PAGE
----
M-W defines an archetype (n.) as "the original pattern or model of which all things of the same type are representations or copies".
When we look to the ever-helpful Wikipedia for guidance, we learn that Tolkein's beloved Gandalf is an archetypal figure himself, the wizard-as-advisor, of the likes Merlin — who himself was quite possibly modeled after religious authority types (like Odin).
Hold up, JRR Tolkein, the father of modern fantasy, was unoriginal? His main characters had been done before? His venerated series is allegory?
You may be wondering why the Hell I'm giving you a vocab lesson. The truth is, I think that we (writers, agents, etc.) can use the reminder. There is a big difference between the use of an archetype and a lack of originality.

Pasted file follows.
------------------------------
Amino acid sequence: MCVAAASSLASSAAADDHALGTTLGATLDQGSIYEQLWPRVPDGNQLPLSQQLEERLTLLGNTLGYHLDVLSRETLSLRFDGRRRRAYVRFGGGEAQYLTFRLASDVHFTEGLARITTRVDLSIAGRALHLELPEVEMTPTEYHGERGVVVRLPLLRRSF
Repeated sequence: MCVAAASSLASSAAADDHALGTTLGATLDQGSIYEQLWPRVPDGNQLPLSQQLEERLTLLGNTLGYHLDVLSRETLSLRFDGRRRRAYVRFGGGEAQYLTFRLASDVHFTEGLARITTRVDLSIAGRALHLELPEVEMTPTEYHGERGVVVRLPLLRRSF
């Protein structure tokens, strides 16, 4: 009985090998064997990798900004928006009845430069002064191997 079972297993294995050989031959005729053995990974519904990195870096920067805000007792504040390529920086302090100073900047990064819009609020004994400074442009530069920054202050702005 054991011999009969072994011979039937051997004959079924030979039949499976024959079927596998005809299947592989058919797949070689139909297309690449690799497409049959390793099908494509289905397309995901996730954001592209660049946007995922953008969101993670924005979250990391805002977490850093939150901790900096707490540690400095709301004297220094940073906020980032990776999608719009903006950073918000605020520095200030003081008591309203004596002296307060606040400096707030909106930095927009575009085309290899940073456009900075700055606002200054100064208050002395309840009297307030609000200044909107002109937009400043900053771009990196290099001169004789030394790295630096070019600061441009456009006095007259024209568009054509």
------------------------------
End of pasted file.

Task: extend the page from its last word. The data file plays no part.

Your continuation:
The goal of a work of fiction, as far as I am concerned, is to pull something new and exciting out of those old stories and characters – out of the familiar. That balance of new and old is what makes a great story great, in part at least.
We've got to move past the anything-with-a-school-is-like-Harry-Potter and anything-with-a-butt-kicking-female-protagonist-is-a-Buffy-rip-off reactions. See stories for what they are, and if they're good enough, it won't matter how many tropes the author used.